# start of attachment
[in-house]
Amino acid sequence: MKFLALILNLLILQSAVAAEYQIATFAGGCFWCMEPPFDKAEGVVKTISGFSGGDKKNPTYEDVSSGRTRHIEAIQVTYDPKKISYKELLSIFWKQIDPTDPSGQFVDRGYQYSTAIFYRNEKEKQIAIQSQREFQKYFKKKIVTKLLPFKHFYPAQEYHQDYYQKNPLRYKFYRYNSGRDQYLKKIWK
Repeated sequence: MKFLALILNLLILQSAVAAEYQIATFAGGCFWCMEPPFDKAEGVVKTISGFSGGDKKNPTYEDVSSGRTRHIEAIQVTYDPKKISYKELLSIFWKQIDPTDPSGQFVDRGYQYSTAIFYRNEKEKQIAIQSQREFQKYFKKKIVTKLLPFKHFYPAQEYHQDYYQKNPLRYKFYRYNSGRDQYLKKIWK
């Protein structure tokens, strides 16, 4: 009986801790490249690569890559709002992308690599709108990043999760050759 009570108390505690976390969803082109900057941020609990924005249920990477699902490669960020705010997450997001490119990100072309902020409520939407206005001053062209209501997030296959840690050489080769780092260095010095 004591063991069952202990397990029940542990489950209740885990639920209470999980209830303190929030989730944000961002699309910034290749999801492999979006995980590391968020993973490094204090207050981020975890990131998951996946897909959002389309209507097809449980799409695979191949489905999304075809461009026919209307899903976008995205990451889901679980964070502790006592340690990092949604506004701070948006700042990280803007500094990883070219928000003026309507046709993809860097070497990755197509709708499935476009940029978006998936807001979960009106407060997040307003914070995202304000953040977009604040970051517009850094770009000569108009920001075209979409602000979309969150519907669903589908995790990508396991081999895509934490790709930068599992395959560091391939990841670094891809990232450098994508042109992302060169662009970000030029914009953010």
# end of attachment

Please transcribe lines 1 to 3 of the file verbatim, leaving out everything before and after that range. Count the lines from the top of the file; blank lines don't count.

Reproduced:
[in-house]
Amino acid sequence: MKFLALILNLLILQSAVAAEYQIATFAGGCFWCMEPPFDKAEGVVKTISGFSGGDKKNPTYEDVSSGRTRHIEAIQVTYDPKKISYKELLSIFWKQIDPTDPSGQFVDRGYQYSTAIFYRNEKEKQIAIQSQREFQKYFKKKIVTKLLPFKHFYPAQEYHQDYYQKNPLRYKFYRYNSGRDQYLKKIWK
Repeated sequence: MKFLALILNLLILQSAVAAEYQIATFAGGCFWCMEPPFDKAEGVVKTISGFSGGDKKNPTYEDVSSGRTRHIEAIQVTYDPKKISYKELLSIFWKQIDPTDPSGQFVDRGYQYSTAIFYRNEKEKQIAIQSQREFQKYFKKKIVTKLLPFKHFYPAQEYHQDYYQKNPLRYKFYRYNSGRDQYLKKIWK